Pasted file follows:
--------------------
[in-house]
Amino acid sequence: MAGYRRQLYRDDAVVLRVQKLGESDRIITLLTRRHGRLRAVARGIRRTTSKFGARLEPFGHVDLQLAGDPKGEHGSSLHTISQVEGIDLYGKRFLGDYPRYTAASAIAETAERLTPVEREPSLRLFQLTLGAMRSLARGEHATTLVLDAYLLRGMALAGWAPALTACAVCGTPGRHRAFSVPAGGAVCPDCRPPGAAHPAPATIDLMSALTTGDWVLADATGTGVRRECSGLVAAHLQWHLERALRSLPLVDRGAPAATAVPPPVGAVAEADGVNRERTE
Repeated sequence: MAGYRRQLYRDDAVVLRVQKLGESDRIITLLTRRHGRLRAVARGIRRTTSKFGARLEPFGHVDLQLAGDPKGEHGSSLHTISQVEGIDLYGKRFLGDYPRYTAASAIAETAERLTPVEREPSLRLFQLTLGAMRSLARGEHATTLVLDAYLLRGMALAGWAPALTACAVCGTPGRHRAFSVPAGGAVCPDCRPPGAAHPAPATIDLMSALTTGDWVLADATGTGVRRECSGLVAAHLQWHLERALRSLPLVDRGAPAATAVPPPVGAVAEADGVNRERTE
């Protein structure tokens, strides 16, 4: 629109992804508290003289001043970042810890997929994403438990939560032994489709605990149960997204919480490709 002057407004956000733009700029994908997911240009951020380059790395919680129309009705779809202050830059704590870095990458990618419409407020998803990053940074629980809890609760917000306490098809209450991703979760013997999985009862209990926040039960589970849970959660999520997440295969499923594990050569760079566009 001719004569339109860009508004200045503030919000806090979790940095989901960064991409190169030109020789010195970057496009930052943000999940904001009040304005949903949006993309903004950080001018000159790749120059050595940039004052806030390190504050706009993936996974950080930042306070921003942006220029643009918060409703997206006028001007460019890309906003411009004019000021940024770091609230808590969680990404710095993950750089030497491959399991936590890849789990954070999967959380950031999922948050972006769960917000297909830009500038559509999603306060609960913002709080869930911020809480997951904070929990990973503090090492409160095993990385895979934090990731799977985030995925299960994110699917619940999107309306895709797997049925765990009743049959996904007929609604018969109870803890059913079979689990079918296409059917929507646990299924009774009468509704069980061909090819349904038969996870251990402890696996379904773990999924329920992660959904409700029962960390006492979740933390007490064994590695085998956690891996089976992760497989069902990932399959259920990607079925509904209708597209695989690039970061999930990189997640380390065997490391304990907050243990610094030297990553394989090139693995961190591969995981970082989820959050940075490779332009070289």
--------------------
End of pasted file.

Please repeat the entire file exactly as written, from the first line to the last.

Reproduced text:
[in-house]
Amino acid sequence: MAGYRRQLYRDDAVVLRVQKLGESDRIITLLTRRHGRLRAVARGIRRTTSKFGARLEPFGHVDLQLAGDPKGEHGSSLHTISQVEGIDLYGKRFLGDYPRYTAASAIAETAERLTPVEREPSLRLFQLTLGAMRSLARGEHATTLVLDAYLLRGMALAGWAPALTACAVCGTPGRHRAFSVPAGGAVCPDCRPPGAAHPAPATIDLMSALTTGDWVLADATGTGVRRECSGLVAAHLQWHLERALRSLPLVDRGAPAATAVPPPVGAVAEADGVNRERTE
Repeated sequence: MAGYRRQLYRDDAVVLRVQKLGESDRIITLLTRRHGRLRAVARGIRRTTSKFGARLEPFGHVDLQLAGDPKGEHGSSLHTISQVEGIDLYGKRFLGDYPRYTAASAIAETAERLTPVEREPSLRLFQLTLGAMRSLARGEHATTLVLDAYLLRGMALAGWAPALTACAVCGTPGRHRAFSVPAGGAVCPDCRPPGAAHPAPATIDLMSALTTGDWVLADATGTGVRRECSGLVAAHLQWHLERALRSLPLVDRGAPAATAVPPPVGAVAEADGVNRERTE
């Protein structure tokens, strides 16, 4: 629109992804508290003289001043970042810890997929994403438990939560032994489709605990149960997204919480490709 002057407004956000733009700029994908997911240009951020380059790395919680129309009705779809202050830059704590870095990458990618419409407020998803990053940074629980809890609760917000306490098809209450991703979760013997999985009862209990926040039960589970849970959660999520997440295969499923594990050569760079566009 001719004569339109860009508004200045503030919000806090979790940095989901960064991409190169030109020789010195970057496009930052943000999940904001009040304005949903949006993309903004950080001018000159790749120059050595940039004052806030390190504050706009993936996974950080930042306070921003942006220029643009918060409703997206006028001007460019890309906003411009004019000021940024770091609230808590969680990404710095993950750089030497491959399991936590890849789990954070999967959380950031999922948050972006769960917000297909830009500038559509999603306060609960913002709080869930911020809480997951904070929990990973503090090492409160095993990385895979934090990731799977985030995925299960994110699917619940999107309306895709797997049925765990009743049959996904007929609604018969109870803890059913079979689990079918296409059917929507646990299924009774009468509704069980061909090819349904038969996870251990402890696996379904773990999924329920992660959904409700029962960390006492979740933390007490064994590695085998956690891996089976992760497989069902990932399959259920990607079925509904209708597209695989690039970061999930990189997640380390065997490391304990907050243990610094030297990553394989090139693995961190591969995981970082989820959050940075490779332009070289």